Province streamlines rules for super-sized truck loads

The province has streamlined the permitting process for trucks hauling large loads from two Lower Mainland ports through northern B.C. to Alberta.

Project Cargo Corridor permits will allow large loads meeting specific criteria to travel between the Fraser Surrey Docks and Lynnterm East Gate ports to Alberta via Highways 5 and 16 without going through the normal extraordinary-load approval process.

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The normal process can take up to 12 business days to approve, while Project Cargo Corridor permits can be issued in as little as two business days, according to the Ministry of Transportation and Infrastructure.

"The number of requests for extraordinary load approvals continues to increase every year," a ministry spokesperson said via email.

"In 2019, there were about 8,000 extraordinary load approvals issued, and those resulted in about 3,700 extraordinary load permits issued. Not every approval results in a permit, because sometimes multiple carriers will be applying to move the same load, and some approvals result in multiple permits."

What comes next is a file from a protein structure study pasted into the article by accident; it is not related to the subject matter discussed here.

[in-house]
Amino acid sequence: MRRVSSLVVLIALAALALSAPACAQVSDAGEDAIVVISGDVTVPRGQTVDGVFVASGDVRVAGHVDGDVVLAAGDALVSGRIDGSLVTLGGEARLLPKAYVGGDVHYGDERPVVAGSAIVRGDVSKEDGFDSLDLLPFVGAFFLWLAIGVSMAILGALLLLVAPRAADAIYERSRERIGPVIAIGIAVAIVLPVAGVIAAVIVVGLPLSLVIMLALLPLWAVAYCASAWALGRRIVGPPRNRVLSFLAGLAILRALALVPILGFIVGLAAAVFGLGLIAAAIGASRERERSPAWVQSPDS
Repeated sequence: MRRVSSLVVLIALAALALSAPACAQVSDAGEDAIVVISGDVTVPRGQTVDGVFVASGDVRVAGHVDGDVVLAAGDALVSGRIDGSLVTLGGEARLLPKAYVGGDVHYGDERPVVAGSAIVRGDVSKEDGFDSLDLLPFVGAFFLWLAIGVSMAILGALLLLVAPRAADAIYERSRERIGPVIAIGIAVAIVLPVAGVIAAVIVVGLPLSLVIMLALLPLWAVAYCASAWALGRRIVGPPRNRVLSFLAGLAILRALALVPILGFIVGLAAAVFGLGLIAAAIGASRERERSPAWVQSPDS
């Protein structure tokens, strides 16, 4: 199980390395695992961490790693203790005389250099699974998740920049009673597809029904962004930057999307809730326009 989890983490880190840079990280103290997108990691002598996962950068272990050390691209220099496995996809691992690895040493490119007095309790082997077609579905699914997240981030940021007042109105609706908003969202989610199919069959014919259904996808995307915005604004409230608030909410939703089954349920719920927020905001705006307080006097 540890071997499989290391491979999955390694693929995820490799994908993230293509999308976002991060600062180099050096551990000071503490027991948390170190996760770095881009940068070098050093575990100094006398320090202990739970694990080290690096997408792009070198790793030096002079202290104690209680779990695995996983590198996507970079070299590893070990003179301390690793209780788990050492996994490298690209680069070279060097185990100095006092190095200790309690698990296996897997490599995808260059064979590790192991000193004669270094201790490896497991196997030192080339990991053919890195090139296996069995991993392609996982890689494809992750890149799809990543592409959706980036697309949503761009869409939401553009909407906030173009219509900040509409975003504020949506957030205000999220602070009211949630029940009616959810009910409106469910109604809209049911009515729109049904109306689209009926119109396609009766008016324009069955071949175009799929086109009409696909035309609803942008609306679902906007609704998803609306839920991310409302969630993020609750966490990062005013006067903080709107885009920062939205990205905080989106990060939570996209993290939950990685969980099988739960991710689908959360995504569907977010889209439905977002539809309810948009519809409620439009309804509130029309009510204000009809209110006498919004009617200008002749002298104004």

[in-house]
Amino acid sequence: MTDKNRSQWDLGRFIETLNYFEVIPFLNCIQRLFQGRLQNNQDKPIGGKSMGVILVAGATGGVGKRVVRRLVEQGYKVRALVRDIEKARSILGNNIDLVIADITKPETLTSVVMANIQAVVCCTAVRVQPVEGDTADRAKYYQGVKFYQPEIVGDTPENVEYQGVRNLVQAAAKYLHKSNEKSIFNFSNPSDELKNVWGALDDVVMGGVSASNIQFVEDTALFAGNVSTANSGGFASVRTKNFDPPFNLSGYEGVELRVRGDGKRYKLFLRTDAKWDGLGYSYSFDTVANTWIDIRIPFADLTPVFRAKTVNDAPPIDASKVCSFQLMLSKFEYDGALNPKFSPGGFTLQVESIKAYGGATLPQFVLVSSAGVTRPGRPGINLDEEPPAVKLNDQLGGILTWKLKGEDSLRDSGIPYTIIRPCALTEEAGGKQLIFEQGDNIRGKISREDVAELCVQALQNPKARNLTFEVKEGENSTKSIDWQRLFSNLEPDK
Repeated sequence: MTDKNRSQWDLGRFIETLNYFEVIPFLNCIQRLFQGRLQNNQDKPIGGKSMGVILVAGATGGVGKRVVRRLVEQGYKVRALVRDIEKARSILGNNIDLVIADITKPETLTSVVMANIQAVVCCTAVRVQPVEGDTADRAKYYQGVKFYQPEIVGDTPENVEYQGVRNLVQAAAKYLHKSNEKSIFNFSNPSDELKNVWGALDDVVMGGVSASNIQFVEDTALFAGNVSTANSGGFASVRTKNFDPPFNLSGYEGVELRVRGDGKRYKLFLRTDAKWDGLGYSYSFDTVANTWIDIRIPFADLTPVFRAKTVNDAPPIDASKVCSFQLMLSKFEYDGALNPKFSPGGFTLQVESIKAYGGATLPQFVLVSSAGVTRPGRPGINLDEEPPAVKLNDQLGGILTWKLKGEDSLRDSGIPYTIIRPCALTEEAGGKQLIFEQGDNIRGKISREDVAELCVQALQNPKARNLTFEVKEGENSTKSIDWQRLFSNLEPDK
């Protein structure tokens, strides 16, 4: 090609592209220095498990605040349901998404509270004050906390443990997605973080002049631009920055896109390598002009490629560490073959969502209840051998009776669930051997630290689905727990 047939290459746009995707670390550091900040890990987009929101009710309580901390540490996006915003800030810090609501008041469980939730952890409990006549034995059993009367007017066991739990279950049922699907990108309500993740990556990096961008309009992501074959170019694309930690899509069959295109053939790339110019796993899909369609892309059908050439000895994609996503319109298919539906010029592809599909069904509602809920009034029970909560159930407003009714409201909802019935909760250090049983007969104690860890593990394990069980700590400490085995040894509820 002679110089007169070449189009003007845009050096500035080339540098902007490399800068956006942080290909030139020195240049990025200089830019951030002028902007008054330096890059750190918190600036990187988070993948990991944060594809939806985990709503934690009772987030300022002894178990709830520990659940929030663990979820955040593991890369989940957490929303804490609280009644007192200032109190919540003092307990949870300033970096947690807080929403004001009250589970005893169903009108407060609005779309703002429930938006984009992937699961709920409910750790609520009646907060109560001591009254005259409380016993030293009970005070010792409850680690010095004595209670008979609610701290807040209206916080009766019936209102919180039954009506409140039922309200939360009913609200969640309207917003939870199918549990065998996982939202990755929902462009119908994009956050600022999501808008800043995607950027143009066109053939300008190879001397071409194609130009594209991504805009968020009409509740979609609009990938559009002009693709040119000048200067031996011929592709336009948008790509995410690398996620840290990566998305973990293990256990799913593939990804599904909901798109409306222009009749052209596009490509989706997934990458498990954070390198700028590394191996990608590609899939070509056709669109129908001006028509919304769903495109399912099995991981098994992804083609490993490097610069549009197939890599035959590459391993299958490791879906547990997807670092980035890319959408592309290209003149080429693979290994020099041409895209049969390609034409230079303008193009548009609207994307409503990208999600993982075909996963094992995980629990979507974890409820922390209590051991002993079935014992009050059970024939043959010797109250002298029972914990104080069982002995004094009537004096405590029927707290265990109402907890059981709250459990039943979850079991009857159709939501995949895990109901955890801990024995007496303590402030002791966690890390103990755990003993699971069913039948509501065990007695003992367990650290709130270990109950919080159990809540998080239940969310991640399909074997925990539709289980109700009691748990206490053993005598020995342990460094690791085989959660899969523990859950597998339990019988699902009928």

Extraordinary loads are those which are large or heavy enough that they require analysis to ensure the infrastructure along the proposed route - roads, bridges, overpasses, etc. - can handle it without being damaged.

"There is a huge variety of loads this covers: everything from hydro dam equipment or wind farm components to industrial equipment that is too big and heavy to drive down the road on its own," the spokesperson said in an email.

To be eligible for permits, the load must be "non-reducible," meaning it can't be disassembled into smaller loads without damaging it.

To qualify for the Project Cargo Corridor permits, the combined truck and payload can weigh up to 125 tonnes, have an overall height of up to 4.88 metres, a width of up to five metres and a length of up to 50 m.

"The Ministry of Transportation and Infrastructure has been working on putting these corridor approvals together for some time, in response to increased volume in the extraordinary load process and interest from industry and the ports," the ministry spokesperson said.

"If the program works well for industry by saving time and making the process more efficient, the ministry will look at implementing for other corridors. Should the program be expanded to other corridors, Highway 16, with its access to the Port of Prince Rupert, would very likely be considered." 

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